- The most important area of review is the first touch with patients or pre-service. Without careful collection and management of patient data, efficient billing is impossible, as errors lead to an increased number of denied payments and add to days to the repayment cycle. Thus, data collection practices need to be assessed frequently.
- Process integrity is also vital for the maximization of reimbursements and the efficiency of the cycle. The review should capture the chargemaster, coding compliance, and clinical documentation. Poor adherence to the policies of third parties may lead to delays in reimbursement and legal claims (Murphy, 2016).
- The process of care is the third crucial area of review. A tuned process of care minimizes fraud, waste, and abuse claims by third parties and patients. Therefore, reviews should aim at ensuring the use of best evidence-based practices in diagnosis, treatment, and preventive services (Murphy, 2016).
- Next in importance is the review of billing services, such as customer support, collections, and follow-up. If the patients are provided with comprehendible information about the expected cost of care and possibilities to decrease out-of-pocket expenses, they are less likely to reject paying the bills (Murphy, 2016).
- Finally, administrative services, such as contract management, fee schedules, debt collections, managed care contracts, denial management, also need to be reviewed frequently to minimize bad debt.
The follow-up staff is also of extreme importance for the reimbursement cycle. In order for the follow-up team to be effective, it needs to record and carefully manage patient information using the latest technical solutions. All the contacts with patients should be registered in electronic health records. An expert monitoring team should be created to assess the effectiveness of follow-up practices. This team should make recommendations about the ways to improve current policies to make them more efficient.
Periodic Review Plan
According to the U.S. Department of Health and Human Services, there are several crucial steps towards achieving compliance that leads to efficient billing practices (Office of Inspector General, 2015). The process of improving compliance consists of nine steps equally important for achieving success. The process is illustrated in Figure 3 below.
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Figure 3. Process of improving compliance with third-party policies
While this review plan requires significant financial and human resources, EMC can afford to spend the needed resources on innovation. Moreover, the plan adheres to the organization’s mission to serve the changing healthcare needs of the region by providing excellence in patient care (Eisenhower Health, n.d.).
Marketing and Reimbursement
Managed Care Contracts
Managed care contracts (MCCs) are essential for healthcare organizations, and EMC is not an exception. According to the Health Financial Management Association (HFMA, 2015), MCCs are an essential part of a sound financial strategy. In order to negotiate MCCs successfully, care providers need to understand several rules. First, EMC needs to set individual goals for a relationship with every patient (HFMA, 2015). Second, the care provider needs to look beyond the money matters and review other aspects of future relationships, including the impact of workflow and responsiveness to claims (HFMA, 2015). Third, the organization needs to develop and keep clear payer profiles to ensure that offers to match the financial capacity of every patient (HFMA, 2015). Finally, all offers should be flexible, and care providers need to be ready to compromise (HFMA, 2015). These four steps are crucial for increasing the number of MCCs.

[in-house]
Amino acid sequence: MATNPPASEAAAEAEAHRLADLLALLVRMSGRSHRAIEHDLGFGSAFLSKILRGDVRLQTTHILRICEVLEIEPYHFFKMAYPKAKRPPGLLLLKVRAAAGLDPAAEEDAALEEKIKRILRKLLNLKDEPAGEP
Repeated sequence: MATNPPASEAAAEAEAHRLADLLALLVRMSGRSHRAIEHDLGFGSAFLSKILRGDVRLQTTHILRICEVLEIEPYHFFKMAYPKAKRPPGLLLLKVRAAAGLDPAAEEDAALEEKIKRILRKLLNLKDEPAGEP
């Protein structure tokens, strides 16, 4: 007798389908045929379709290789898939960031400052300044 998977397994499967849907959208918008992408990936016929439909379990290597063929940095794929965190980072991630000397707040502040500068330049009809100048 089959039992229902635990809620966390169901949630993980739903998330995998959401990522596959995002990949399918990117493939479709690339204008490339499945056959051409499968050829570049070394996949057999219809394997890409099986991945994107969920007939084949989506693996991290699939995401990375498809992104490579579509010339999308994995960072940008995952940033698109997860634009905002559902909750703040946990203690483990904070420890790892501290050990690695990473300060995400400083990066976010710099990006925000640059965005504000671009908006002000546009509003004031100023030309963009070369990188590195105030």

Importance of MCCs
New MCCs ensure the financial stability of EMC and improve its performance. MCCs, help to shift the focus from treatment to preventive services, which can improve patient outcomes and increase customer satisfaction (Maniam, 2018). In general, MCCs increase perceived healthcare quality. However, EMC can maximize the flow of new MCCs only if all employees of all departments work, as every healthcare worker can influence the situation. According to Maniam (2018), the emergence of new contracts depends on the quality of care, which is determined by location, availability, physician-patient trust, health outcomes, specialized care, and disease management. Different individuals can affect different factors mentioned above. For instance, an attentive nurse can carefully follow treatment plans to improve health outcomes. A compassionate doctor can enhance physician-patient trust. Finally, a skillful IT manager can provide the medical personnel with needed data to improve disease management. Thus, every employee in EMC can enhance the performance and financial stability of EMC.
Billing and coding compliance is associated with the allocation of considerable resources. According to Clements (2017), billing and coding need to adhere to the latest legal regulation and best practices. This implies that healthcare organizations need to allocate qualified human resources to review hospital policies at least once a year (Clements, 2017). Revision of policies requires access to online libraries and collaboration with other healthcare organizations, which leads to financial costs. However, failure to allocate the needed resources will lead to an increase in denied payments, longer reimbursement cycles, and legal charges. Thus, EMC needs to make sure that the required resources are available to avoid the adverse effects of billing and coding noncompliance.
Reimbursement is a complicated process dependent on multiple factors and stakeholders. Every department and every employee can improve the current situation with the revenue cycle. The present paper provided illustrations and specific instructions for different departments of EMC to assess and change the current practices to enhance financial performance. The change processes include careful assessment, planning, and implementation, which requires significant resources. Allocation of these resources is vital for EMC to become one of the most successful healthcare organizations in the US.